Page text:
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Livewire: Three microcaps to beat the macro blues


This article was written by Matt Buchanan for Livewire Markets. Read the original article.

Spheria had the best-performing microcap fund in 2021. What were you doing right?

Let’s first look at this in the context of what we did in 2020. We were in some cashflow generative media stocks and travel-related stocks, the tourism and leisure stock. Some were restructuring, generating cash flow, but obviously the onset of COVID meant the revenue lines of many media names went close to zero, or down a lot, and many tourism and leisure stocks saw revenues decline substantially.

But from the beginning of this very unusual period, as a team we stayed disciplined and stuck to our philosophy. At the end of the day we knew many of these businesses caught up in the market panic were fundamentally sound.

Our philosophy is simple – we’re very focused on cashflow, on fundamentals. We don’t buy stories. The reason is, we’ve seen over many years, businesses that tell great stories but don’t have fundamentals just get destroyed by the market in tough times.

So, we stuck to what we know, then we got a real rush in the second half of ’20 and ’21, as liquidity caught up, the market caught up, businesses caught up, and then we had some takeovers that helped as well.

All we can do is just do what we do, to the best of our ability best. We can’t manufacture the numbers. We just make sure the process stays consistent. We have to challenge ourselves to continue applying the process consistently. And keep applying it the right way.

In Microcaps people seem to have lost their way. They’re chasing stories and forgetting about valuation being important. We think valuation is important. Cashflow is central to valuation, and also works as a screening tool for us. All those things tie together to work as being central to our process.

Then when it comes to risk we’ve built a philosophy around building a bridge – to use the old Buffet analogy – that could support a 1,000 tonne truck when the average truck’s going to be 10 tonnes. We always start with what can go wrong. And secondly, we look for the upside.


Reporting season followed the January sell-off and a difficult latter half of 2021. What were the microcaps results like?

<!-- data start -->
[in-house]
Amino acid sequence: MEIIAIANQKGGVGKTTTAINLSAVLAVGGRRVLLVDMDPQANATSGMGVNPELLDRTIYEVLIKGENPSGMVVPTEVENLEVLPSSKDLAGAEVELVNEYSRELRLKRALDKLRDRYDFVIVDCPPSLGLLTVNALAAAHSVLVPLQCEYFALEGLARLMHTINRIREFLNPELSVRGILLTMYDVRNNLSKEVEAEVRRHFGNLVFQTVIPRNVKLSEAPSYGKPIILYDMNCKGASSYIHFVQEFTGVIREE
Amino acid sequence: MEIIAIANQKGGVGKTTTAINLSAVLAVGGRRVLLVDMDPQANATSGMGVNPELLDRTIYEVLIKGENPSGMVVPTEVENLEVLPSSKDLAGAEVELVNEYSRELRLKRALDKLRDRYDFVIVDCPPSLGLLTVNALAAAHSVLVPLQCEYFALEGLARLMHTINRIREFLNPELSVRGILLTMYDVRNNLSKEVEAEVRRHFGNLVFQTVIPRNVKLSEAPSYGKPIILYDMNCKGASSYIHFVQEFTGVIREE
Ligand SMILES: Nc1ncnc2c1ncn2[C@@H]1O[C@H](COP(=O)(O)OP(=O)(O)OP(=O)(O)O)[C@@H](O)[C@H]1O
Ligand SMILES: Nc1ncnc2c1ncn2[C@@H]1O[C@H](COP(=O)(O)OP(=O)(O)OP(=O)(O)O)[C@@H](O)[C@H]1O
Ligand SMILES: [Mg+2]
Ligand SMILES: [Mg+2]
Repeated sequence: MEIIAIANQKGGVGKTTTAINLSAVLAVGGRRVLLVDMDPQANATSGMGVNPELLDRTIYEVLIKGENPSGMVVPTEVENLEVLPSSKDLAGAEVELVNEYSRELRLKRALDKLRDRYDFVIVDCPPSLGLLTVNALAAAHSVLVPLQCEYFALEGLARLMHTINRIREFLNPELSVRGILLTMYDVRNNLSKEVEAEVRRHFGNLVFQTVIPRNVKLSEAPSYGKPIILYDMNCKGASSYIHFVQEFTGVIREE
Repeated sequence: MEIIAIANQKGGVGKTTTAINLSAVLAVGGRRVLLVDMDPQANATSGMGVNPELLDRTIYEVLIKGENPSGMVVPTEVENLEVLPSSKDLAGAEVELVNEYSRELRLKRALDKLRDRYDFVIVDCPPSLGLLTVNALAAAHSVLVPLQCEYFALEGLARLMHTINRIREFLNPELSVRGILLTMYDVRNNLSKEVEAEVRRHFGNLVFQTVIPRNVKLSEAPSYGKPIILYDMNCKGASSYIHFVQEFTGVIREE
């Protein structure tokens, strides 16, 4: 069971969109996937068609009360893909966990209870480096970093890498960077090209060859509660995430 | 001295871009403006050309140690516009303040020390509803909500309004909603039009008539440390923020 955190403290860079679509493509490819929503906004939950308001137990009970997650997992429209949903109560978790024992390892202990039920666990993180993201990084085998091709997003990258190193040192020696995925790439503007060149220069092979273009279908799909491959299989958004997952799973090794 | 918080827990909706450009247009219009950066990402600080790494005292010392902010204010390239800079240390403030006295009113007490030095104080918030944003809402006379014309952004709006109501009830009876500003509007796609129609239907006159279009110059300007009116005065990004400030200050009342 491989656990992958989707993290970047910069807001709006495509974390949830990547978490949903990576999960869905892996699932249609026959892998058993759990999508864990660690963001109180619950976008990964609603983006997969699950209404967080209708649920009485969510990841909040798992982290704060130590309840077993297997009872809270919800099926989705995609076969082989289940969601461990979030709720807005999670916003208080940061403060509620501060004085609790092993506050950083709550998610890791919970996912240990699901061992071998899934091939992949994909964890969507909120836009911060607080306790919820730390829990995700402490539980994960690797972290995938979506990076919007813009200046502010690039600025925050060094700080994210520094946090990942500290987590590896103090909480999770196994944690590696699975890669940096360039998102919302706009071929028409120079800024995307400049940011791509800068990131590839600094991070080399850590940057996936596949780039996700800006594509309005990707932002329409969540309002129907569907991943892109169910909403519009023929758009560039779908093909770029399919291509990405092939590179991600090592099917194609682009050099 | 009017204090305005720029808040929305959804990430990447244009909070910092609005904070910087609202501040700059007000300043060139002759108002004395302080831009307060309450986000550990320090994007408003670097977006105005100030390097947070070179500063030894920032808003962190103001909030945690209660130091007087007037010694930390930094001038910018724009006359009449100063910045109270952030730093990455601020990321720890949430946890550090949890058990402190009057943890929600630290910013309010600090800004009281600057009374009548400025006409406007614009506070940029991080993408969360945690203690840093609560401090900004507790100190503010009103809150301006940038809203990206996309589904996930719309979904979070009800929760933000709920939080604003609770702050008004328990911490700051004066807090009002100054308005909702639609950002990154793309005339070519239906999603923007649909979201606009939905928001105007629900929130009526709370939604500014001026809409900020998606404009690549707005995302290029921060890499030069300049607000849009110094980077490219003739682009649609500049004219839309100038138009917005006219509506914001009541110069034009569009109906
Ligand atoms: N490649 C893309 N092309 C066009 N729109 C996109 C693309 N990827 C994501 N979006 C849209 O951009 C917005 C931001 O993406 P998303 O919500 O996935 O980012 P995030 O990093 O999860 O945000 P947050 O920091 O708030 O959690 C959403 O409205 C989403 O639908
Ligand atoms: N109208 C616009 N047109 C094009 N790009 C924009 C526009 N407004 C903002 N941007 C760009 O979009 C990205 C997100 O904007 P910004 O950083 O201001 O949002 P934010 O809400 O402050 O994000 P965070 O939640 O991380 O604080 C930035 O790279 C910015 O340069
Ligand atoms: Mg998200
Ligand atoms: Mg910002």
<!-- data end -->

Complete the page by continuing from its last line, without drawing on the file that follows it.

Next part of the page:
It’s been a strange period because we’ve seen some stocks put out good numbers, but they still haven’t traded that well on those figures. For our team, who have been delving into the balance sheets, looking at the fundamentals, speaking to management, this creates opportunity.

I’ll give you an example – Michael Hill, which we own is a great business, and it put out tremendous numbers, given they had something like 20% of their trading days closed. The stores were actually closed 20% of the time but the numbers were pretty much a record for the company.

Then when it comes to risk we’ve built a philosophy around building a bridge – to use the old Buffet analogy – that could support a 1,000 tonne truck when the average truck’s going to be 10 tonnes. We always start with what can go wrong. And secondly, we look for the upside.

“So, if you adjusted that, they traded exceptionally well, built up a tremendous amount of cash in the balance sheet and the stock actually fell on the results.

Then if you look at another of our holdings, NZME, it produced good numbers and the stock was up 10%, but it had also been weak going into reporting, for no particular reason.

It’s been very volatile. But to be honest with you every reporting season feels volatile when you’re in the thick of it.

What are the key influences that move the microcaps?

Sentiment is one – you get sentiment changes, which do make a big difference. Retail investors play a pretty big role in our space. I’d say there’s probably more retail impact in micros and smalls than there is in the large caps space.

Then, obviously, the economy. When the economy shudders around the place as well, that throws micros around more than large-caps. As for events like Ukraine … we don’t spend a lot of time trying to guess what happens with Ukraine, because we have no idea. We have no more idea than the next person.

Probably Putin doesn’t know how it’s going to play out. Does it go neutral? Does he end up having to fight for a month? Does the West come in? I hope not.

There are myriad things to consider. We have supply shortages of grain and wheat and milk, but is that for a week, or is that a month-long, and how do you position for that?

So, we start with rehearsing: “Okay, things are going to hell in a hand basket, how do we defend? Where can we attack based on biggest upside and biggest opportunity?

Beyond the fight for Ukraine, there’s also been a considerable shift on the market’s view on inflation. The market is finally catching up with the idea that inflation might not be temporary, as the central bankers tried to persuade us last year.
And if that is the case, it’s not temporary, then a 1% long-term bond yield doesn’t make any sense. Investors are now sensing that maybe it’s a three, or three and a half per cent, and they’re not positioned for that.

And then there’s bond yields. Remember, just go back six months, something like 40% of the world’s bond market, or government debt market, had a negative yield. Germany was negative. Switzerland was negative. France was zero. And now they’re all positive.

So, you get this re-emergence of the cost of capital, where people think actually money’s worth more today than tomorrow. Whereas up to a few months ago, the thinking was money is worth more tomorrow than today. The discount rate simply goes up and I think a lot of those loss-making names have collapsed because of this. That was probably the biggest thing in January.

There’s always something to stress about, but as I said, we try to build by thinking about what can go wrong.